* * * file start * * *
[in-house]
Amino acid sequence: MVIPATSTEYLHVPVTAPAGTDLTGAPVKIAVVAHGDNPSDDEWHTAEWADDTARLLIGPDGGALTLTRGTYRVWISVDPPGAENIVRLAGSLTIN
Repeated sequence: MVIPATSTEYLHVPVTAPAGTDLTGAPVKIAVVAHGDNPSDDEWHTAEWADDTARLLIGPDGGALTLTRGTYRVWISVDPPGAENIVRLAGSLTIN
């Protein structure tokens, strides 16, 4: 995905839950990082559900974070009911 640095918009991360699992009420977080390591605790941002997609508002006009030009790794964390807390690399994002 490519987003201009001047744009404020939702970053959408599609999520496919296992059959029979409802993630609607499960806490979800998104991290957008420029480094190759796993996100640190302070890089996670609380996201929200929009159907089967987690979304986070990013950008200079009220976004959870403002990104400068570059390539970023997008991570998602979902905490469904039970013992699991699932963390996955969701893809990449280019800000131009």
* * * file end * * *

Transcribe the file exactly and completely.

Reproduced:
[in-house]
Amino acid sequence: MVIPATSTEYLHVPVTAPAGTDLTGAPVKIAVVAHGDNPSDDEWHTAEWADDTARLLIGPDGGALTLTRGTYRVWISVDPPGAENIVRLAGSLTIN
Repeated sequence: MVIPATSTEYLHVPVTAPAGTDLTGAPVKIAVVAHGDNPSDDEWHTAEWADDTARLLIGPDGGALTLTRGTYRVWISVDPPGAENIVRLAGSLTIN
């Protein structure tokens, strides 16, 4: 995905839950990082559900974070009911 640095918009991360699992009420977080390591605790941002997609508002006009030009790794964390807390690399994002 490519987003201009001047744009404020939702970053959408599609999520496919296992059959029979409802993630609607499960806490979800998104991290957008420029480094190759796993996100640190302070890089996670609380996201929200929009159907089967987690979304986070990013950008200079009220976004959870403002990104400068570059390539970023997008991570998602979902905490469904039970013992699991699932963390996955969701893809990449280019800000131009």